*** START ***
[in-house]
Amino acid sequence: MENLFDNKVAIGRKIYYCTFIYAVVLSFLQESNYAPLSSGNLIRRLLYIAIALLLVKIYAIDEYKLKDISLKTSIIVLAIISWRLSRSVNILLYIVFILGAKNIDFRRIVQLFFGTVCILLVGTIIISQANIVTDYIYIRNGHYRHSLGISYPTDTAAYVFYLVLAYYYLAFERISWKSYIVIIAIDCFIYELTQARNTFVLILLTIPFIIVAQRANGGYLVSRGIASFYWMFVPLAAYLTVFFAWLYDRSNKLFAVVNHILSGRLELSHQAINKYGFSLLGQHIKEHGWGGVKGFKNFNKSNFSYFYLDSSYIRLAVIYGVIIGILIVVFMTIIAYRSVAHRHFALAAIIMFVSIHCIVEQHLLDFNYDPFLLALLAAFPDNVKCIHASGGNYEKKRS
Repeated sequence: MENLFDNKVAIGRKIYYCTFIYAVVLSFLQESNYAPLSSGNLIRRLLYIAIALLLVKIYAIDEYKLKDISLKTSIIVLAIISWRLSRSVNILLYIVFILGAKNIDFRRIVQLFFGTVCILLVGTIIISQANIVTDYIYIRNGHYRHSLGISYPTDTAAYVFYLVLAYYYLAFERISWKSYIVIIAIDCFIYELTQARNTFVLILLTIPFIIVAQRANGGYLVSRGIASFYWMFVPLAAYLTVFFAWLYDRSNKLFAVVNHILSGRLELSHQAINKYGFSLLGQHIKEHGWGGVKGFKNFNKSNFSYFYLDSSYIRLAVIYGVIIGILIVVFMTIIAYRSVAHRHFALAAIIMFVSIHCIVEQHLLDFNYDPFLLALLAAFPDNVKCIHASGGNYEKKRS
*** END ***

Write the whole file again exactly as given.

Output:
[in-house]
Amino acid sequence: MENLFDNKVAIGRKIYYCTFIYAVVLSFLQESNYAPLSSGNLIRRLLYIAIALLLVKIYAIDEYKLKDISLKTSIIVLAIISWRLSRSVNILLYIVFILGAKNIDFRRIVQLFFGTVCILLVGTIIISQANIVTDYIYIRNGHYRHSLGISYPTDTAAYVFYLVLAYYYLAFERISWKSYIVIIAIDCFIYELTQARNTFVLILLTIPFIIVAQRANGGYLVSRGIASFYWMFVPLAAYLTVFFAWLYDRSNKLFAVVNHILSGRLELSHQAINKYGFSLLGQHIKEHGWGGVKGFKNFNKSNFSYFYLDSSYIRLAVIYGVIIGILIVVFMTIIAYRSVAHRHFALAAIIMFVSIHCIVEQHLLDFNYDPFLLALLAAFPDNVKCIHASGGNYEKKRS
Repeated sequence: MENLFDNKVAIGRKIYYCTFIYAVVLSFLQESNYAPLSSGNLIRRLLYIAIALLLVKIYAIDEYKLKDISLKTSIIVLAIISWRLSRSVNILLYIVFILGAKNIDFRRIVQLFFGTVCILLVGTIIISQANIVTDYIYIRNGHYRHSLGISYPTDTAAYVFYLVLAYYYLAFERISWKSYIVIIAIDCFIYELTQARNTFVLILLTIPFIIVAQRANGGYLVSRGIASFYWMFVPLAAYLTVFFAWLYDRSNKLFAVVNHILSGRLELSHQAINKYGFSLLGQHIKEHGWGGVKGFKNFNKSNFSYFYLDSSYIRLAVIYGVIIGILIVVFMTIIAYRSVAHRHFALAAIIMFVSIHCIVEQHLLDFNYDPFLLALLAAFPDNVKCIHASGGNYEKKRS